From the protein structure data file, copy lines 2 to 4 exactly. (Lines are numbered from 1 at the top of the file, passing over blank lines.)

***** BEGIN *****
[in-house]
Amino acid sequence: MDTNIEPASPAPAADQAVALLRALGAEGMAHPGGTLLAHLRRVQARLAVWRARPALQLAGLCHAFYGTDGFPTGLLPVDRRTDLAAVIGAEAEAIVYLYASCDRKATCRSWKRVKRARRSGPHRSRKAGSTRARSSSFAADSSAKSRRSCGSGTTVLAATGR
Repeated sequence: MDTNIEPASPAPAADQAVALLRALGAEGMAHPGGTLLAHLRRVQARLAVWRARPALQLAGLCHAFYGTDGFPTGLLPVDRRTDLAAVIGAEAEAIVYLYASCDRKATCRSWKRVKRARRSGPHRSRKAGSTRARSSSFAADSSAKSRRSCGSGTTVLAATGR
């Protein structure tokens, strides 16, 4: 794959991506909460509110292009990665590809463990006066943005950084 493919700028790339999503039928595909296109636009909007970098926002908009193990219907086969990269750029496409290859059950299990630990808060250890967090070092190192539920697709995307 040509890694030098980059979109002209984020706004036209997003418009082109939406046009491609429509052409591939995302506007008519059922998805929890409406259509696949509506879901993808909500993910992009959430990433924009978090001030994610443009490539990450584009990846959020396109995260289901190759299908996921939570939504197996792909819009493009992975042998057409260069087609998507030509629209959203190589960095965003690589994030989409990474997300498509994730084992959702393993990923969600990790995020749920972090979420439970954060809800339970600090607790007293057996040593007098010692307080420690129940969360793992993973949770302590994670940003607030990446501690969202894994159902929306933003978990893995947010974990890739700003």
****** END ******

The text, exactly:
Amino acid sequence: MDTNIEPASPAPAADQAVALLRALGAEGMAHPGGTLLAHLRRVQARLAVWRARPALQLAGLCHAFYGTDGFPTGLLPVDRRTDLAAVIGAEAEAIVYLYASCDRKATCRSWKRVKRARRSGPHRSRKAGSTRARSSSFAADSSAKSRRSCGSGTTVLAATGR
Repeated sequence: MDTNIEPASPAPAADQAVALLRALGAEGMAHPGGTLLAHLRRVQARLAVWRARPALQLAGLCHAFYGTDGFPTGLLPVDRRTDLAAVIGAEAEAIVYLYASCDRKATCRSWKRVKRARRSGPHRSRKAGSTRARSSSFAADSSAKSRRSCGSGTTVLAATGR
């Protein structure tokens, strides 16, 4: 794959991506909460509110292009990665590809463990006066943005950084 493919700028790339999503039928595909296109636009909007970098926002908009193990219907086969990269750029496409290859059950299990630990808060250890967090070092190192539920697709995307 040509890694030098980059979109002209984020706004036209997003418009082109939406046009491609429509052409591939995302506007008519059922998805929890409406259509696949509506879901993808909500993910992009959430990433924009978090001030994610443009490539990450584009990846959020396109995260289901190759299908996921939570939504197996792909819009493009992975042998057409260069087609998507030509629209959203190589960095965003690589994030989409990474997300498509994730084992959702393993990923969600990790995020749920972090979420439970954060809800339970600090607790007293057996040593007098010692307080420690129940969360793992993973949770302590994670940003607030990446501690969202894994159902929306933003978990893995947010974990890739700003």